If I switch from run to walk, can I stay fit?

Jane mugshot for JQAA change in life­style means I have had to aban­don my twice-​weekly half-​hour runs. However, I have intro­duced more walk­ing into my com­mute to work and am cov­er­ing around three miles a day five days a week. When it comes to main­tain­ing fit­ness and los­ing weight, how does walk­ing com­pare to run­ning?

Exactly how the switch will affect you depends on sev­eral factors unique to you, includ­ing your cur­rent fit­ness level, age, how fast you used to run, whether you’ve made other life­style changes, and so on.

On the face of it, run­ning burns more cal­or­ies than walk­ing because you expend more effort (so cover more dis­tance) in less time. Your pre­vi­ous run­ning régime might have been using up 300 cal­or­ies in a 30-​minute ses­sion, or 600 cal­or­ies a week. Were you simply to replace run­ning with walk­ing, you would be using up about 150 cal­or­ies – quite a big drop.

But if you are smart about it, you can make this a “win-​win” switch. Five lots of exer­cise a week is bet­ter than two, and at three miles a day you are prob­ably walk­ing for about 45 minutes (at aver­age pace). This is going to give you a rough cal­orie burn over the week of 550, which makes the gap look less of a prob­lem – and you can do a lot bet­ter with a bit of effort and plan­ning.

Start by tim­ing the daily walk and aim to gradu­ally reduce the time by learn­ing to walk faster. “Fitness” or “power” walk­ing requires a little prac­tice to get used to, but once you have learnt the tech­nique, it will boost your speed and effort level. The main dif­fer­ences from nor­mal walk­ing are in the way you drive your pace using your arms as pis­tons (bent at the elbow), use a big­ger “heel-​toe” action and slightly longer strides.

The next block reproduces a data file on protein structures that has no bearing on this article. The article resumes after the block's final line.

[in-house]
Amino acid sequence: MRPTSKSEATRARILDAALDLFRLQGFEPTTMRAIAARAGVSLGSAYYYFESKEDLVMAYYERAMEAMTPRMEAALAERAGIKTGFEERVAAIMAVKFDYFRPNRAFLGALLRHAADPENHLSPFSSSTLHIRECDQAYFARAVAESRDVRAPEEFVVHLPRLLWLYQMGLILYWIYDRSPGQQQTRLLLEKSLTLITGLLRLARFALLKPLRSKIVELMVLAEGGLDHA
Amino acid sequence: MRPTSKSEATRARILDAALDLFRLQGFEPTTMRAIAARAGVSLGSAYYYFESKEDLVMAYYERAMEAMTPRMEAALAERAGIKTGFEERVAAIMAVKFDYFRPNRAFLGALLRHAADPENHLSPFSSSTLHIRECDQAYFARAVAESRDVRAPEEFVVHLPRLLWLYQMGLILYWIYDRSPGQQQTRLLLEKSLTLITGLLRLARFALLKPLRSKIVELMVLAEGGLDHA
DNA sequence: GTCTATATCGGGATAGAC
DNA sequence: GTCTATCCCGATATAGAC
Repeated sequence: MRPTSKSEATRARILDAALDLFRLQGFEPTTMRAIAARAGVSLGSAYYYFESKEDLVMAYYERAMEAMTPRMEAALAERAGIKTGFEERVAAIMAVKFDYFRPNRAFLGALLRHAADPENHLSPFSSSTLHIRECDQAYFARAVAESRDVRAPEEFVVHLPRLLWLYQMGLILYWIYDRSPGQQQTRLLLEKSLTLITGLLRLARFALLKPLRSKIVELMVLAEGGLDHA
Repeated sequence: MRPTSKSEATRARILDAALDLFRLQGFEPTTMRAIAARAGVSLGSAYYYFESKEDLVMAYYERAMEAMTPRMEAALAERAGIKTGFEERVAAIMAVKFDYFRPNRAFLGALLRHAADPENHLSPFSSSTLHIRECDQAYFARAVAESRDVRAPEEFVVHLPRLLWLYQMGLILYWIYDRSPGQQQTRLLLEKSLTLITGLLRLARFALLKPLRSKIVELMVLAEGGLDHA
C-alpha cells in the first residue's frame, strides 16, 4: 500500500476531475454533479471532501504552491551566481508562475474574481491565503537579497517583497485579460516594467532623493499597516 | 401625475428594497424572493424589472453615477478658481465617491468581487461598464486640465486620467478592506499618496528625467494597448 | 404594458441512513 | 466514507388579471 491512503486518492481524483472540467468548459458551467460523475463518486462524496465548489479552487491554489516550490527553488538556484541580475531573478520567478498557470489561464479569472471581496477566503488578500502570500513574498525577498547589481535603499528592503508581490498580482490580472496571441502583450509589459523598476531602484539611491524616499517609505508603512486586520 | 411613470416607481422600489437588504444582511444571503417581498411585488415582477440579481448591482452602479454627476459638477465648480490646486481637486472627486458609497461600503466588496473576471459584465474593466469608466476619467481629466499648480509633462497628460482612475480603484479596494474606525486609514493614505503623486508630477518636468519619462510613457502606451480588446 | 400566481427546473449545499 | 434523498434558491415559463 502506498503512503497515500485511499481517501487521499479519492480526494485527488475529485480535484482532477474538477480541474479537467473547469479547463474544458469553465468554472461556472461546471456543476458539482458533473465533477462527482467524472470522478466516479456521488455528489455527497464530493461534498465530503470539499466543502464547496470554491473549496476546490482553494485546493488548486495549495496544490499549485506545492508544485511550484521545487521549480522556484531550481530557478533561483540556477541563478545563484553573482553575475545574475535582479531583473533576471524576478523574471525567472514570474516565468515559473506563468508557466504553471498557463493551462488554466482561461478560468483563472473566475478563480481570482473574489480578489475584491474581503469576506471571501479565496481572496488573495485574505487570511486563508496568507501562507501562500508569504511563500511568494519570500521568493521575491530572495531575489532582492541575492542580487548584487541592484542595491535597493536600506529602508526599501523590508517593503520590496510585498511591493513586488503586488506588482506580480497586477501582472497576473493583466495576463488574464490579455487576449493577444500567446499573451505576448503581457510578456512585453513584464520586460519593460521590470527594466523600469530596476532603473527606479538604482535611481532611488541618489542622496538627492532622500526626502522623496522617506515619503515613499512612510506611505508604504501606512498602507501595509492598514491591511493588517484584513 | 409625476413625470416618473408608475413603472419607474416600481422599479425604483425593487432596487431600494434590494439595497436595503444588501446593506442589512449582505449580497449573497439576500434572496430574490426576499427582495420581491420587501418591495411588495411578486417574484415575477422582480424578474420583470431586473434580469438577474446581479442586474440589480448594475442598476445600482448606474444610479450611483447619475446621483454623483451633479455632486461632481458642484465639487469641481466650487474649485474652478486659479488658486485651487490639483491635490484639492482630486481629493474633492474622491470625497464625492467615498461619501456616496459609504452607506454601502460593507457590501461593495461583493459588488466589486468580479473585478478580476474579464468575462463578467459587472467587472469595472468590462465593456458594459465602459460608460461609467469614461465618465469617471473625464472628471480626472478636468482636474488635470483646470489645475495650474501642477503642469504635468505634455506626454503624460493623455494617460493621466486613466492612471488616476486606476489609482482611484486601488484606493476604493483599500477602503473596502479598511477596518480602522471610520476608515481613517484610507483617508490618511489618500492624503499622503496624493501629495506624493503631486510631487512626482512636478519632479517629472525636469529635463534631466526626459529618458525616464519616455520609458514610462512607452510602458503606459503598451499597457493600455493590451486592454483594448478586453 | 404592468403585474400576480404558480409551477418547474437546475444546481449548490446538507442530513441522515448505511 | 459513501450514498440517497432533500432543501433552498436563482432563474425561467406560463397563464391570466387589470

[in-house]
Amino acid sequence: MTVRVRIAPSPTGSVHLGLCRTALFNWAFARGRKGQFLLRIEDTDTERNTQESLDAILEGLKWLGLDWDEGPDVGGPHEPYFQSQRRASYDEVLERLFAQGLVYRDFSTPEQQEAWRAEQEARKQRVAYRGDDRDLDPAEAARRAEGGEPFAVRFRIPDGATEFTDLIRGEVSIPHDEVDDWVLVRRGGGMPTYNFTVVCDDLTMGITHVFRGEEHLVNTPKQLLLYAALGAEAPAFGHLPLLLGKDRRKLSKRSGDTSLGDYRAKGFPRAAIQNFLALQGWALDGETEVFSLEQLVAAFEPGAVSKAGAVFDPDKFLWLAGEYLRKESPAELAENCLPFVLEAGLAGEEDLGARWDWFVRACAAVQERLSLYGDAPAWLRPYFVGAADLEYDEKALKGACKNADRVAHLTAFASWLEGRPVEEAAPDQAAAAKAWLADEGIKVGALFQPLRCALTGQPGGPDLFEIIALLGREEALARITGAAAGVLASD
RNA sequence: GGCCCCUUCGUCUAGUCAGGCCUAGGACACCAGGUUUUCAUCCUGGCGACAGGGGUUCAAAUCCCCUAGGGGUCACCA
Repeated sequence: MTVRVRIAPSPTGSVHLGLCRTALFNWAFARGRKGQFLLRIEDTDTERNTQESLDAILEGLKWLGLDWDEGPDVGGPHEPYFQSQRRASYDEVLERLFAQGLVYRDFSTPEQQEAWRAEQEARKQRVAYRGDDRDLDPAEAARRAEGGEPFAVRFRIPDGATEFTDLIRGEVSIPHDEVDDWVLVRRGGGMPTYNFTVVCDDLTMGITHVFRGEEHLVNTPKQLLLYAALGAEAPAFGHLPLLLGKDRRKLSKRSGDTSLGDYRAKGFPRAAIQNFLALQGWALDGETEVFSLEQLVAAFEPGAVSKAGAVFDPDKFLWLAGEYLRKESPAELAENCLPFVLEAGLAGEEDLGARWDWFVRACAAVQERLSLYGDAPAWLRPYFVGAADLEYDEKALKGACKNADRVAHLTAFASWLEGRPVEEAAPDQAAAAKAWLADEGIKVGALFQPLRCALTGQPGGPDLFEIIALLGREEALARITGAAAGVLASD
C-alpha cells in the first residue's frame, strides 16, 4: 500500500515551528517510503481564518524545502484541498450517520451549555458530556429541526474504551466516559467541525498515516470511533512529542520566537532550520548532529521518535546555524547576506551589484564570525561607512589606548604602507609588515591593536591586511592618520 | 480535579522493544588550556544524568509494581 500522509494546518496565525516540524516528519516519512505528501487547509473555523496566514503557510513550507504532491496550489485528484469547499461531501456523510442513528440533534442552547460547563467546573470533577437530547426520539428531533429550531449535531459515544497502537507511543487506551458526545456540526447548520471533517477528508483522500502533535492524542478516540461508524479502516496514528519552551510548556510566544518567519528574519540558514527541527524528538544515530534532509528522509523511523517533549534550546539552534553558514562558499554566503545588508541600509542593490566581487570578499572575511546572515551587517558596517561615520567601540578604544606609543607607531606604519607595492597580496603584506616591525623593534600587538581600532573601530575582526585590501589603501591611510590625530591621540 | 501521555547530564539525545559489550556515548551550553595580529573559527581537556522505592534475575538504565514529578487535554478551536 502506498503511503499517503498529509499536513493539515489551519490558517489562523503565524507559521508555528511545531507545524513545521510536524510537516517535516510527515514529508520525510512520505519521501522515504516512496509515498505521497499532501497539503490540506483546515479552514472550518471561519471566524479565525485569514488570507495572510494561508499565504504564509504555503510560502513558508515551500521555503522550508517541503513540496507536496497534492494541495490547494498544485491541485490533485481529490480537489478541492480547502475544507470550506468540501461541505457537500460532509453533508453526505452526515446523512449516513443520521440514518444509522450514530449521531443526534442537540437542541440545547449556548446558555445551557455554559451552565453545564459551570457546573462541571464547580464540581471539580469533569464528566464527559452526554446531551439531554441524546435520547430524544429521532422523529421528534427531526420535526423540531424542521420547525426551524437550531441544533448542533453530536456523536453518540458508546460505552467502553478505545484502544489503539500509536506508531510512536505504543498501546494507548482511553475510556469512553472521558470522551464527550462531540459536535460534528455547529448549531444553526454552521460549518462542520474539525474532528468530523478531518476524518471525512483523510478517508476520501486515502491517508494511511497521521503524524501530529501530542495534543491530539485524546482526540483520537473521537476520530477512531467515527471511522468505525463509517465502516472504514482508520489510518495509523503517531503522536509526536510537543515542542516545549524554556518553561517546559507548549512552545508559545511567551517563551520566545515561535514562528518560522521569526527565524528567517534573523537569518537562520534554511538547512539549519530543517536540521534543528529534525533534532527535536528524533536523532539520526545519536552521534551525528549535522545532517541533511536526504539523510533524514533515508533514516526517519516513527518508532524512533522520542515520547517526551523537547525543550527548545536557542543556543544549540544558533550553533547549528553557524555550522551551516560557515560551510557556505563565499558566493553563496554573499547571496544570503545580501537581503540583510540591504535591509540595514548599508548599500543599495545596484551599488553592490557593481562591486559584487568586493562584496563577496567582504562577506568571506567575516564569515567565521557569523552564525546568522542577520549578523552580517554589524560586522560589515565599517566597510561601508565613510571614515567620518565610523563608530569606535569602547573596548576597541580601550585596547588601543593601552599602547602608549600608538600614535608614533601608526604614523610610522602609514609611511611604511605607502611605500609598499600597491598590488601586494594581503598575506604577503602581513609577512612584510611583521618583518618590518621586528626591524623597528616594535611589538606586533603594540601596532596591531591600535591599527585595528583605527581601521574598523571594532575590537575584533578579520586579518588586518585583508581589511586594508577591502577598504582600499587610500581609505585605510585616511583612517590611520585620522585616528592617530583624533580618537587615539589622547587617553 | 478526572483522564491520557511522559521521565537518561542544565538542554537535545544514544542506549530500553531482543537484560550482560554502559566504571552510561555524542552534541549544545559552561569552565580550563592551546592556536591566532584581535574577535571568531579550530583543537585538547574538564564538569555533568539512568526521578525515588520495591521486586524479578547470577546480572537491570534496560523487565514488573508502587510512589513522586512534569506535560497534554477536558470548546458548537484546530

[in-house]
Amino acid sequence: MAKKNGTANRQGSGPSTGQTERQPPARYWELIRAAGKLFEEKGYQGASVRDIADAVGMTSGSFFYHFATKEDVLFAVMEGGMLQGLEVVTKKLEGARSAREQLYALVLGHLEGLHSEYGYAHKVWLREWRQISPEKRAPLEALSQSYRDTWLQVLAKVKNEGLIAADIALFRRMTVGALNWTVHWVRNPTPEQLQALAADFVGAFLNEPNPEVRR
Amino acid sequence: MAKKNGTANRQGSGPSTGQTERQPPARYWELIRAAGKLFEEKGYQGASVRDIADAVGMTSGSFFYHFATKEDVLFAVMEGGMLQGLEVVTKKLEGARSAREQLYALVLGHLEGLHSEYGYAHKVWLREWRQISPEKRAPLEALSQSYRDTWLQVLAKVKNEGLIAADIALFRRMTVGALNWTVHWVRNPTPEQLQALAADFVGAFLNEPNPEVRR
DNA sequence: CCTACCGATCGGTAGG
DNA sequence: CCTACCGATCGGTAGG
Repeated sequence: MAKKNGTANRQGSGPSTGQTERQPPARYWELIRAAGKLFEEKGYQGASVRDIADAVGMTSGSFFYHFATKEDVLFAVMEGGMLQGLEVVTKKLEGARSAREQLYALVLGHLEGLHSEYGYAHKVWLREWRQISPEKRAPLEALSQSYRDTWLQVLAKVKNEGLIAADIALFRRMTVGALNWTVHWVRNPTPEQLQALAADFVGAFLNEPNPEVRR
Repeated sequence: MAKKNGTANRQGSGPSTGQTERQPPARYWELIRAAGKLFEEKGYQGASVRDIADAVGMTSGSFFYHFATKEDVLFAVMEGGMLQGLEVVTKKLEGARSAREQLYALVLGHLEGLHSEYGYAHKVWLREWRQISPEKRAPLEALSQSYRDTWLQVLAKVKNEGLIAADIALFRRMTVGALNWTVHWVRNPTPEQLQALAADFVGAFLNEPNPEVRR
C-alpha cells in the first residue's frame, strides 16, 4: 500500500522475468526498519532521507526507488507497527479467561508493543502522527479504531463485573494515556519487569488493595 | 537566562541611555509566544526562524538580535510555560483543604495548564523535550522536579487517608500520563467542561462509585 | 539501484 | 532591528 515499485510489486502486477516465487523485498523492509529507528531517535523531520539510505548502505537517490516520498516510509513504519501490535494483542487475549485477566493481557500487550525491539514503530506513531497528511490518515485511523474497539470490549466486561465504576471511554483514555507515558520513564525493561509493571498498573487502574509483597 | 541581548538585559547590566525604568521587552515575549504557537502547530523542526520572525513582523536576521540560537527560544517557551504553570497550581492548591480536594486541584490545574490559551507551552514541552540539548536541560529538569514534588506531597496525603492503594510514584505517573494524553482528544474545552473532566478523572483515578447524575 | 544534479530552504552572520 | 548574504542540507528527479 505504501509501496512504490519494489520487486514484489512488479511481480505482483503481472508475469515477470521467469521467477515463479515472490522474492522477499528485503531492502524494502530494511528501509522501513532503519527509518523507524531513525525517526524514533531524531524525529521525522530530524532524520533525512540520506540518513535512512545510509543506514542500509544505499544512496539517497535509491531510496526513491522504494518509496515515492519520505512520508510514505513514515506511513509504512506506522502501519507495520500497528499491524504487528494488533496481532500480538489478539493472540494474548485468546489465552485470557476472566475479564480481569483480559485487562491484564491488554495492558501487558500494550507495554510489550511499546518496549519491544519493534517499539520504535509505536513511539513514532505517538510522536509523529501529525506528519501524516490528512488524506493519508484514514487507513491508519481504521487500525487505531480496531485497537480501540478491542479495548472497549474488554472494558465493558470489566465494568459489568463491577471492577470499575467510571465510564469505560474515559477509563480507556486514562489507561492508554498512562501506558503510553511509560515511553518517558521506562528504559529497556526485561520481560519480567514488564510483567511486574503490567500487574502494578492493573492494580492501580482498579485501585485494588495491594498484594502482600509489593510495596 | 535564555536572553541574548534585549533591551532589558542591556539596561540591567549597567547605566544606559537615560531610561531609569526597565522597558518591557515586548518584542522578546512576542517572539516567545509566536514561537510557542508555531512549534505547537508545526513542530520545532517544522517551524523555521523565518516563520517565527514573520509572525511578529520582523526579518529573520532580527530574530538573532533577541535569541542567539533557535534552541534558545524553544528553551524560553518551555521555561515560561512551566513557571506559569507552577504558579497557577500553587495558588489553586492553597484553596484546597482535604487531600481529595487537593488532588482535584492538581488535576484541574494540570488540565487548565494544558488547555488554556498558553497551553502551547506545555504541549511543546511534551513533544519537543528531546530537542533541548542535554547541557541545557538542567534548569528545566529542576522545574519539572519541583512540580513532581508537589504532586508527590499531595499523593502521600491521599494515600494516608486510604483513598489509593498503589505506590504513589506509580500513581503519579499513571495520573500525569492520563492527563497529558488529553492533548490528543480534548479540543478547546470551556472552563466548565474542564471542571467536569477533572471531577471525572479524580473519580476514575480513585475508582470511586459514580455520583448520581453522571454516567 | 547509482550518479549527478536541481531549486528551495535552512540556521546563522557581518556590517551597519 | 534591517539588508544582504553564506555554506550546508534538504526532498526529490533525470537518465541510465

If you opt for power walk­ing, try to think of your walk to and from work as an exer­cise ses­sion and treat it accord­ingly. Wear good train­ing shoes, appro­pri­ate cloth­ing and carry a well-​fitting back­pack to leave your hands and arms free. Drink water. Wearing a basic heart rate mon­itor will help you to stick to a walk­ing pace that works your heart at 70 to 75 per cent of its max­imum, which will guar­an­tee you an excel­lent altern­at­ive workout to your run­ning ses­sions.

Working at this kind of level could double your energy burn, giv­ing you a weekly total of more like 1,100 cal­or­ies. To boost this fig­ure even fur­ther, include some hills or gradi­ents in your route, add a bit of extra dis­tance once you have speeded up your pace, and even add a bit more weight to your ruck­sack. All of these will up the cal­orie burn but without the repet­it­ive impact prob­lems of run­ning that threaten joints, ten­dons and muscles.

For weight loss, the key as always is to ensure you don’t acci­dent­ally end up eat­ing more because of the extra walk­ing you are doing. Remember, it’s the gap you cre­ate between energy in and energy out that will make the dif­fer­ence.

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